The Annals of Applied Statistics
- Ann. Appl. Stat.
- Volume 2, Number 1 (2008), 3-54.
Statistical analysis of an archeological find
In 1980, a burial tomb was unearthed in Jerusalem containing ossuaries (limestone coffins) bearing such inscriptions as Yeshua son of Yehosef, Marya, Yoseh—names which match those of New Testament (NT) figures, but were otherwise in common use. This paper discusses certain statistical aspects of authenticating or repudiating links between this find and the NT family. The available data are laid out, and we examine the distribution of names (onomasticon) of the era. An approach is proposed for measuring the “surprisingness” of the observed outcome relative to a “hypothesis” that the tombsite belonged to the NT family. On the basis of a particular—but far from uncontested—set of assumptions, our measure of “surprisingness” is significantly high.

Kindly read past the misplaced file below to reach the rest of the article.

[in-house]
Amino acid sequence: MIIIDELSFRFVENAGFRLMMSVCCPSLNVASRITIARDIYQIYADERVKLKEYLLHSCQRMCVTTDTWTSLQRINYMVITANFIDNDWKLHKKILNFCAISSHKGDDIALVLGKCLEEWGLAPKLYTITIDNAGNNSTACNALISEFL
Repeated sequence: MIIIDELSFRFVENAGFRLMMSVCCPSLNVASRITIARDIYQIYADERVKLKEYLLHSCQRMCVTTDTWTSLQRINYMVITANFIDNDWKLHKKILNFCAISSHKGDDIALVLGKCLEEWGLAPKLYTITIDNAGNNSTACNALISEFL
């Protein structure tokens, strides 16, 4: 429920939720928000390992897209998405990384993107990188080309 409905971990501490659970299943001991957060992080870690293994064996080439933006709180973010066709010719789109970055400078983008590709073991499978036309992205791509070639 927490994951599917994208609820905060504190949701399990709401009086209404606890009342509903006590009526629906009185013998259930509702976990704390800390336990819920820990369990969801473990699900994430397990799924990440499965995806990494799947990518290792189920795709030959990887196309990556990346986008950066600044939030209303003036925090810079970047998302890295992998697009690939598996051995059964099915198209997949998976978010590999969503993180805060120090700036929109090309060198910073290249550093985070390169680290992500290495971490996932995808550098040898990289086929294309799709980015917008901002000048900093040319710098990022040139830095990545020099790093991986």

Ann. Appl. Stat. Volume 2, Number 1 (2008), 3-54.
First available in Project Euclid: 24 March 2008
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Jesus of Nazareth distribution of names onomasticon data statistical inference conditioning coincidence “relevance” “rareness” and “surprisingness” tail areas historical assumptions a priori hypotheses and post hoc inference
Feuerverger, Andrey. Statistical analysis of an archeological find. Ann. Appl. Stat. 2 (2008), no. 1, 3--54. doi:10.1214/08-AOAS99. http://projecteuclid.org/euclid.aoas/1206367805.
- Supplementary material: Computing code for “Statistical analysis of an archeological find”.